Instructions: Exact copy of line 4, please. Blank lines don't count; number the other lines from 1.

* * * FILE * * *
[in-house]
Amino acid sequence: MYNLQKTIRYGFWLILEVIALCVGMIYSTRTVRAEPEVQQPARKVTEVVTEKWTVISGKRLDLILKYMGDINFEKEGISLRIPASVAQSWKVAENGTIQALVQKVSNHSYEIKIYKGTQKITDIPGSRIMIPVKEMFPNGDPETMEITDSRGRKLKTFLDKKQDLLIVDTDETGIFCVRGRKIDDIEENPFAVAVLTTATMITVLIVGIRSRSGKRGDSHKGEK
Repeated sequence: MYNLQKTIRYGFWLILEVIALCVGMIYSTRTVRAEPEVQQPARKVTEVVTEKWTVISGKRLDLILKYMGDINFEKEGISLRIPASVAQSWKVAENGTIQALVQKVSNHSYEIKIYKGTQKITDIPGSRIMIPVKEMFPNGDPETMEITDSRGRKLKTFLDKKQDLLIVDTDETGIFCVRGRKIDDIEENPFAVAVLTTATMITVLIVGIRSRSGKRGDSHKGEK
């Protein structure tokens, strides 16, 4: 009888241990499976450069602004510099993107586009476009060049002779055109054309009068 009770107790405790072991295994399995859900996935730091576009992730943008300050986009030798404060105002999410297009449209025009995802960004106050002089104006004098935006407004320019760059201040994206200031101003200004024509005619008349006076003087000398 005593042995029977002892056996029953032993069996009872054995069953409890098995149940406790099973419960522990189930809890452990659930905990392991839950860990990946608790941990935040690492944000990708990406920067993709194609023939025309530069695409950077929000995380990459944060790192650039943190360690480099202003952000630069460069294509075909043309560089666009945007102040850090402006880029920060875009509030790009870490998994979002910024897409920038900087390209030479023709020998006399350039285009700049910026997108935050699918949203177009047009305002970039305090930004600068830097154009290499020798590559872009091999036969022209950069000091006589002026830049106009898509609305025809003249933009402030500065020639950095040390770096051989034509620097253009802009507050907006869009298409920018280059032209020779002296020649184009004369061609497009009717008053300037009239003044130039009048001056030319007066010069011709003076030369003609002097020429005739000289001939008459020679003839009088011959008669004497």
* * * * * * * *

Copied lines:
């Protein structure tokens, strides 16, 4: 009888241990499976450069602004510099993107586009476009060049002779055109054309009068 009770107790405790072991295994399995859900996935730091576009992730943008300050986009030798404060105002999410297009449209025009995802960004106050002089104006004098935006407004320019760059201040994206200031101003200004024509005619008349006076003087000398 005593042995029977002892056996029953032993069996009872054995069953409890098995149940406790099973419960522990189930809890452990659930905990392991839950860990990946608790941990935040690492944000990708990406920067993709194609023939025309530069695409950077929000995380990459944060790192650039943190360690480099202003952000630069460069294509075909043309560089666009945007102040850090402006880029920060875009509030790009870490998994979002910024897409920038900087390209030479023709020998006399350039285009700049910026997108935050699918949203177009047009305002970039305090930004600068830097154009290499020798590559872009091999036969022209950069000091006589002026830049106009898509609305025809003249933009402030500065020639950095040390770096051989034509620097253009802009507050907006869009298409920018280059032209020779002296020649184009004369061609497009009717008053300037009239003044130039009048001056030319007066010069011709003076030369003609002097020429005739000289001939008459020679003839009088011959008669004497």